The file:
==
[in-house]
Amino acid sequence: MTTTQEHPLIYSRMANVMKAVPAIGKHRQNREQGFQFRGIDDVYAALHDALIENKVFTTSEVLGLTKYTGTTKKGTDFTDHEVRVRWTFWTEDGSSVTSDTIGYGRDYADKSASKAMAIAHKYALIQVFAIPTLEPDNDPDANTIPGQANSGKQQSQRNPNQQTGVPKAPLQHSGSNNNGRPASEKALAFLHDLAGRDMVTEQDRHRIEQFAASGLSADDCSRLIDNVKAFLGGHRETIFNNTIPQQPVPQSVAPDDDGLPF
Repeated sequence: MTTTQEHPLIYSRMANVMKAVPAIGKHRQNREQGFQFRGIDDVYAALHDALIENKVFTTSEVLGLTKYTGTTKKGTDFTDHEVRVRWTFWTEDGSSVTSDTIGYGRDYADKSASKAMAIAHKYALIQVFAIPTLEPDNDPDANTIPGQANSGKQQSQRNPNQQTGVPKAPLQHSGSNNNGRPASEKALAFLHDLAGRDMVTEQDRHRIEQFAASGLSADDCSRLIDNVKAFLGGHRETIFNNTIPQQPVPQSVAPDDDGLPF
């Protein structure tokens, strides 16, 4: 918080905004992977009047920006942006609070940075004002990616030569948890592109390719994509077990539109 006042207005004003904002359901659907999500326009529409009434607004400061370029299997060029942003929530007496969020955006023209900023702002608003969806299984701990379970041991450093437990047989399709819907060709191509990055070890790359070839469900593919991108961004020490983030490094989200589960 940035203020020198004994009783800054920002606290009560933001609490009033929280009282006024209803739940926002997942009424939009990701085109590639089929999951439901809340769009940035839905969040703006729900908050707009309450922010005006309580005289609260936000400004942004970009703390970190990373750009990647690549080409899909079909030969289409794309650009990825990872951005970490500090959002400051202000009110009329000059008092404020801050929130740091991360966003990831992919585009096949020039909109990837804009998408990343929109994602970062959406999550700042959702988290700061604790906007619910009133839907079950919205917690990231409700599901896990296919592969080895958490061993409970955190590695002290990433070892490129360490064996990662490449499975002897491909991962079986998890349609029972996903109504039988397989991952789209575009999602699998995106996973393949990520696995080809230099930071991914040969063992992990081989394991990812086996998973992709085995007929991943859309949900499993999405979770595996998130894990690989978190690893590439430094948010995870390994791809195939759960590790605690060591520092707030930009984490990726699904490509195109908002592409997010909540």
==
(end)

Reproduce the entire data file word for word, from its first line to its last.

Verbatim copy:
[in-house]
Amino acid sequence: MTTTQEHPLIYSRMANVMKAVPAIGKHRQNREQGFQFRGIDDVYAALHDALIENKVFTTSEVLGLTKYTGTTKKGTDFTDHEVRVRWTFWTEDGSSVTSDTIGYGRDYADKSASKAMAIAHKYALIQVFAIPTLEPDNDPDANTIPGQANSGKQQSQRNPNQQTGVPKAPLQHSGSNNNGRPASEKALAFLHDLAGRDMVTEQDRHRIEQFAASGLSADDCSRLIDNVKAFLGGHRETIFNNTIPQQPVPQSVAPDDDGLPF
Repeated sequence: MTTTQEHPLIYSRMANVMKAVPAIGKHRQNREQGFQFRGIDDVYAALHDALIENKVFTTSEVLGLTKYTGTTKKGTDFTDHEVRVRWTFWTEDGSSVTSDTIGYGRDYADKSASKAMAIAHKYALIQVFAIPTLEPDNDPDANTIPGQANSGKQQSQRNPNQQTGVPKAPLQHSGSNNNGRPASEKALAFLHDLAGRDMVTEQDRHRIEQFAASGLSADDCSRLIDNVKAFLGGHRETIFNNTIPQQPVPQSVAPDDDGLPF
């Protein structure tokens, strides 16, 4: 918080905004992977009047920006942006609070940075004002990616030569948890592109390719994509077990539109 006042207005004003904002359901659907999500326009529409009434607004400061370029299997060029942003929530007496969020955006023209900023702002608003969806299984701990379970041991450093437990047989399709819907060709191509990055070890790359070839469900593919991108961004020490983030490094989200589960 940035203020020198004994009783800054920002606290009560933001609490009033929280009282006024209803739940926002997942009424939009990701085109590639089929999951439901809340769009940035839905969040703006729900908050707009309450922010005006309580005289609260936000400004942004970009703390970190990373750009990647690549080409899909079909030969289409794309650009990825990872951005970490500090959002400051202000009110009329000059008092404020801050929130740091991360966003990831992919585009096949020039909109990837804009998408990343929109994602970062959406999550700042959702988290700061604790906007619910009133839907079950919205917690990231409700599901896990296919592969080895958490061993409970955190590695002290990433070892490129360490064996990662490449499975002897491909991962079986998890349609029972996903109504039988397989991952789209575009999602699998995106996973393949990520696995080809230099930071991914040969063992992990081989394991990812086996998973992709085995007929991943859309949900499993999405979770595996998130894990690989978190690893590439430094948010995870390994791809195939759960590790605690060591520092707030930009984490990726699904490509195109908002592409997010909540």